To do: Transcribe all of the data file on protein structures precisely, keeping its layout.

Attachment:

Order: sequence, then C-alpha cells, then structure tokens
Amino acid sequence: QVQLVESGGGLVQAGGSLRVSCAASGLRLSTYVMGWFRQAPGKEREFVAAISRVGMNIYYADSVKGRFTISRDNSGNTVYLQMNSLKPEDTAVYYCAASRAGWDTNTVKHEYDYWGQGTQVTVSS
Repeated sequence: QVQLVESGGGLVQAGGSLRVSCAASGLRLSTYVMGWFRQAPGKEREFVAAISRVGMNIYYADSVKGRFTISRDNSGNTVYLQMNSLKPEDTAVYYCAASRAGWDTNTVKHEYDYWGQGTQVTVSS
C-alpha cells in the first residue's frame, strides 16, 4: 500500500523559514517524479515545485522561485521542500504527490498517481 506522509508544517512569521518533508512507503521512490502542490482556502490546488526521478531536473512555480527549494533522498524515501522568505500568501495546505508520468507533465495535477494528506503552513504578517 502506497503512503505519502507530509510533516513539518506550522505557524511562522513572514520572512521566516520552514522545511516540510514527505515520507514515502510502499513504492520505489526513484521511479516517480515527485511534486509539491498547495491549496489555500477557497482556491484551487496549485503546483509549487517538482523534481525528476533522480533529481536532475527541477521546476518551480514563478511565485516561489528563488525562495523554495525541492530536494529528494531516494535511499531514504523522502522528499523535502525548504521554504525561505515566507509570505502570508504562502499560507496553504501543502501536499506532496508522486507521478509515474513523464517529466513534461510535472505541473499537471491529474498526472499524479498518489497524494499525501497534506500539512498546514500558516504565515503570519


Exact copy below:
Order: sequence, then C-alpha cells, then structure tokens
Amino acid sequence: QVQLVESGGGLVQAGGSLRVSCAASGLRLSTYVMGWFRQAPGKEREFVAAISRVGMNIYYADSVKGRFTISRDNSGNTVYLQMNSLKPEDTAVYYCAASRAGWDTNTVKHEYDYWGQGTQVTVSS
Repeated sequence: QVQLVESGGGLVQAGGSLRVSCAASGLRLSTYVMGWFRQAPGKEREFVAAISRVGMNIYYADSVKGRFTISRDNSGNTVYLQMNSLKPEDTAVYYCAASRAGWDTNTVKHEYDYWGQGTQVTVSS
C-alpha cells in the first residue's frame, strides 16, 4: 500500500523559514517524479515545485522561485521542500504527490498517481 506522509508544517512569521518533508512507503521512490502542490482556502490546488526521478531536473512555480527549494533522498524515501522568505500568501495546505508520468507533465495535477494528506503552513504578517 502506497503512503505519502507530509510533516513539518506550522505557524511562522513572514520572512521566516520552514522545511516540510514527505515520507514515502510502499513504492520505489526513484521511479516517480515527485511534486509539491498547495491549496489555500477557497482556491484551487496549485503546483509549487517538482523534481525528476533522480533529481536532475527541477521546476518551480514563478511565485516561489528563488525562495523554495525541492530536494529528494531516494535511499531514504523522502522528499523535502525548504521554504525561505515566507509570505502570508504562502499560507496553504501543502501536499506532496508522486507521478509515474513523464517529466513534461510535472505541473499537471491529474498526472499524479498518489497524494499525501497534506500539512498546514500558516504565515503570519